Vulnerability In Philips Hue Lightbulbs


Smart light bulbs may be the next big IoT attack vector and researchers have now created a proof-of-concept worm that can be used to spread across smart light bulbs, potentially infecting an entire network and opening them up to exploitation. IT security experts from the prpl Foundation and AlienVault commented below.

Cesare Garlati, Chief Security Strategist at the prpl Foundation:

Cesare Garlati“Zigbee was never intended to be a secure wireless technology, at least by current standards. The ability to remotely hijack a large number of electric loads (i.e. light bulbs) represents a real safety concern – due to the impact this kind of attack can have on the electrical grid. However, Zigbee attacks are unlikely to result in DDOS attacks against Internet targets – such as seen with Mirai – as Zigbee devices don’t connect directly to the Internet and, in any case, have very limited bandwidth or the ability to create Internet disruption.”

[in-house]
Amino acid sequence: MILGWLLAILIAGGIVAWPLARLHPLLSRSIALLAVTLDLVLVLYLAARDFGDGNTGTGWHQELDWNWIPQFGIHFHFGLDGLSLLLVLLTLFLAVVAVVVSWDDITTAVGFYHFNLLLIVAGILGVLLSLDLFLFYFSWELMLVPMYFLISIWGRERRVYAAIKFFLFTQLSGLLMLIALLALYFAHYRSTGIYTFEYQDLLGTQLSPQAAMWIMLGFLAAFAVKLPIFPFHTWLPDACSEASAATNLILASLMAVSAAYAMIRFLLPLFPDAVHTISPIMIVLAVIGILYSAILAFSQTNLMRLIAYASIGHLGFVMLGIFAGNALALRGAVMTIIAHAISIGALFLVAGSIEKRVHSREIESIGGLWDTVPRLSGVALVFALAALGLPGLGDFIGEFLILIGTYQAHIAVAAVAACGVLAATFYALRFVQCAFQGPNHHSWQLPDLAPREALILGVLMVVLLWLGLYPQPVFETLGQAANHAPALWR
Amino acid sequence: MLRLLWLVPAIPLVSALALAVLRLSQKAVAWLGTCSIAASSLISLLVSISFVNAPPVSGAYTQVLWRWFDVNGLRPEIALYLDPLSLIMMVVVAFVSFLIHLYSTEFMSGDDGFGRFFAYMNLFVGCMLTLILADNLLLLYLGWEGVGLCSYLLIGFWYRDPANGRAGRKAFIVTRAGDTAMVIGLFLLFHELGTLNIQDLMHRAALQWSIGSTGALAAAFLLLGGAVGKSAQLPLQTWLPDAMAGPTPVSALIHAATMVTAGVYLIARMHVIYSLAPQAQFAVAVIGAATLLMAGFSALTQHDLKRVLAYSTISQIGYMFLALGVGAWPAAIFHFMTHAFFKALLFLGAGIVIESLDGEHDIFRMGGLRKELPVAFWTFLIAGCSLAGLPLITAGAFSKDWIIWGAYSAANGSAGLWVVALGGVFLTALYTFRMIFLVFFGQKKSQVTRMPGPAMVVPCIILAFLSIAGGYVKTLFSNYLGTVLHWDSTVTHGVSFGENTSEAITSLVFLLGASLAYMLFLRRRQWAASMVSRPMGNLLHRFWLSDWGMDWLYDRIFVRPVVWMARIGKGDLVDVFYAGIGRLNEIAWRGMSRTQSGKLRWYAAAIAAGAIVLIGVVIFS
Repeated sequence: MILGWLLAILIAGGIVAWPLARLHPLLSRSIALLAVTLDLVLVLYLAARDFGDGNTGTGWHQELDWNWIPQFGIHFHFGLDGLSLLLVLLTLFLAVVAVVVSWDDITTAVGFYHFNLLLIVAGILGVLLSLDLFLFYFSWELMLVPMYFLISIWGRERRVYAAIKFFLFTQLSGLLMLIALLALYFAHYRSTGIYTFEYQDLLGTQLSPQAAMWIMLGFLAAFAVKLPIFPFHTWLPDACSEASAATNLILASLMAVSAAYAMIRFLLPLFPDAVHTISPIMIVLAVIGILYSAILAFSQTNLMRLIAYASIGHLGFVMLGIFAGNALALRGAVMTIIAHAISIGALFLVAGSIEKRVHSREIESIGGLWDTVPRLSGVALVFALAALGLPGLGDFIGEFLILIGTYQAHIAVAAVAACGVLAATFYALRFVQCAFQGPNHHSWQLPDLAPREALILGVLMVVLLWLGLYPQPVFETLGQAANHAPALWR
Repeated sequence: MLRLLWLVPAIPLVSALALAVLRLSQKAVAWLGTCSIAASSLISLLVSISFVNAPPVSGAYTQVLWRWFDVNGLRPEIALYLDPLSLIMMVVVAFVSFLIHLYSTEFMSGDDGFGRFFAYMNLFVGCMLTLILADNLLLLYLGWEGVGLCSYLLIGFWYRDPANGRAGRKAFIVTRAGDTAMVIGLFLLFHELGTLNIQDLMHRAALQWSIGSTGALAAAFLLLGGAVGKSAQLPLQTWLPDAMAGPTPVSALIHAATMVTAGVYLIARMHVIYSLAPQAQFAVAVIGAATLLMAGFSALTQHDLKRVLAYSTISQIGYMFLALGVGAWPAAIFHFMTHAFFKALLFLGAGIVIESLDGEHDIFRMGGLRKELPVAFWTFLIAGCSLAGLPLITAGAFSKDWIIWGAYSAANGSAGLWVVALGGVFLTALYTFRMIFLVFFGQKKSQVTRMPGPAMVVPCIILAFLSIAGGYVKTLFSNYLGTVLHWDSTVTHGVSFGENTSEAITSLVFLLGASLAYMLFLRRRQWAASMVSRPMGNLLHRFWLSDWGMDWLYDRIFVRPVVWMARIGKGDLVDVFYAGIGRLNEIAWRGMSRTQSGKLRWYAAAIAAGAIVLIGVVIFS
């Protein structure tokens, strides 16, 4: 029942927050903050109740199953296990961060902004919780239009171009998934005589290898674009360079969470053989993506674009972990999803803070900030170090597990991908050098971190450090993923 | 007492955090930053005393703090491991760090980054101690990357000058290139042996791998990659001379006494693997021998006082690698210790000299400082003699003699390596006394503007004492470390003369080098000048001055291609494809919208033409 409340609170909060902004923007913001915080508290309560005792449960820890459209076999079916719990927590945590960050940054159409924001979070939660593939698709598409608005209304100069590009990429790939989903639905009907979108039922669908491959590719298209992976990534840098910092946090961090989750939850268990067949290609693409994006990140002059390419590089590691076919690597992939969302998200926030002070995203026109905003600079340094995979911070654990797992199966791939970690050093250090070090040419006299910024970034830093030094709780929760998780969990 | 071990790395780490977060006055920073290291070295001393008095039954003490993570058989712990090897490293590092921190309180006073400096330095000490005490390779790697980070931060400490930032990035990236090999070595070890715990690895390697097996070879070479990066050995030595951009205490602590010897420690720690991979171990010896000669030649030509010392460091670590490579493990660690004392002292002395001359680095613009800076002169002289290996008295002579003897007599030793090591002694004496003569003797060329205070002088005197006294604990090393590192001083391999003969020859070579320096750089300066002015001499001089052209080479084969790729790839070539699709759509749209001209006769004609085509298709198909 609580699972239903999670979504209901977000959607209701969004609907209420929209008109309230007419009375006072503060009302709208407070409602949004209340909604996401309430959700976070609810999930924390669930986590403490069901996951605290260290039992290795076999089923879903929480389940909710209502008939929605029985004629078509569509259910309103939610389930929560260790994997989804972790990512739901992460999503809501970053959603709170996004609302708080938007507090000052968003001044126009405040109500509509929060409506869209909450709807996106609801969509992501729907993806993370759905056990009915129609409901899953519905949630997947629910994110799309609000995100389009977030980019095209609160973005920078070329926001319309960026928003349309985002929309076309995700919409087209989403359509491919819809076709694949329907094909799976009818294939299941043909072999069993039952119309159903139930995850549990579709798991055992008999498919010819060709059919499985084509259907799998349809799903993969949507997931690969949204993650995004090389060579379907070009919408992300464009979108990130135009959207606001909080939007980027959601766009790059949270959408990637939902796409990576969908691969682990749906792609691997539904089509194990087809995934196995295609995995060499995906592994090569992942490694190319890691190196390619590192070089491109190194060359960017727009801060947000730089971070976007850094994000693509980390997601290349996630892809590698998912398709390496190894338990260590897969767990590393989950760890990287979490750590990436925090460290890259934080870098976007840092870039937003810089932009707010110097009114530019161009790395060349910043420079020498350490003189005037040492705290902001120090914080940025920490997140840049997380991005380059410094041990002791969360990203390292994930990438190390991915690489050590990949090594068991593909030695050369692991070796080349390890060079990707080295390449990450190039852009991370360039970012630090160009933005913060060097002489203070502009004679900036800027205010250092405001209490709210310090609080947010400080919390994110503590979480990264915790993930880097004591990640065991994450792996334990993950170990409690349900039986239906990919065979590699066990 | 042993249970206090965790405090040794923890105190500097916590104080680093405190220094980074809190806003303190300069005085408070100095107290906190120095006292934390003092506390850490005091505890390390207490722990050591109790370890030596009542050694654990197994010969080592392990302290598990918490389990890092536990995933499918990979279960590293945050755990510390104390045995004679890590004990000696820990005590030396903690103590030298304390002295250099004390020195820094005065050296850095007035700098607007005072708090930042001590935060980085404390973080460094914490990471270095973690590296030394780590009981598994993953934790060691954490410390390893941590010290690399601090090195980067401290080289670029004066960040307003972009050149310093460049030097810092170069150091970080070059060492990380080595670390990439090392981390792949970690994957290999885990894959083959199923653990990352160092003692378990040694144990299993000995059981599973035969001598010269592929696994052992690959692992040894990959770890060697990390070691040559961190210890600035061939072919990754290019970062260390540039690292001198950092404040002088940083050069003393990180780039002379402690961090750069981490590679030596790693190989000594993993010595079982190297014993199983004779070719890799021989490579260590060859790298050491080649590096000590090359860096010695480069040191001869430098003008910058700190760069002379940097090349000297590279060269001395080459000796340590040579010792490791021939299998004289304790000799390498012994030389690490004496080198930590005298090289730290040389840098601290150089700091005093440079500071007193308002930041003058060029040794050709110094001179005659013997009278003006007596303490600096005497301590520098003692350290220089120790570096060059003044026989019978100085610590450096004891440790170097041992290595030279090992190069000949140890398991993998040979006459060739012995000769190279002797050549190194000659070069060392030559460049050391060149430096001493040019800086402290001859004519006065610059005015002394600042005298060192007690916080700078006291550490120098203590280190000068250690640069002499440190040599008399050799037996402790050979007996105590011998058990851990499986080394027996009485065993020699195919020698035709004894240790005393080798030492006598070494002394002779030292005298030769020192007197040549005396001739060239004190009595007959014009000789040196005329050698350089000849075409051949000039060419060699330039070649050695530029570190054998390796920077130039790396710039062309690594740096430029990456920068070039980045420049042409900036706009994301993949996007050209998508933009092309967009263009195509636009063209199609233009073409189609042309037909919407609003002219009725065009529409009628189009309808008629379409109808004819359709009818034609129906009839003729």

Javvad Malik, Security Advocate at AlienVault:

Javvad Malik“When it comes to Internet connected devices there are three primary attack cases:

  1.  Using IoT devices to attack
  2.  Attacking IoT devices themselves3
  3. . Leveraging IoT devices to leak sensitive information.

The botnet attack a couple of weeks ago was a prime example of 1.

This research is a prime example of 2 whereby the devices themselves (bulbs) are the target.

Like the botnet, the viability and the impact of such attacks should not be underestimated. IoT devices are typically woefully inadequate to defend against direct attacks, and few companies actively monitor IoT device status or traffic.

While there are many benefits to IoT devices, they need to be recognised as valuable assets and the right level of security built around them.”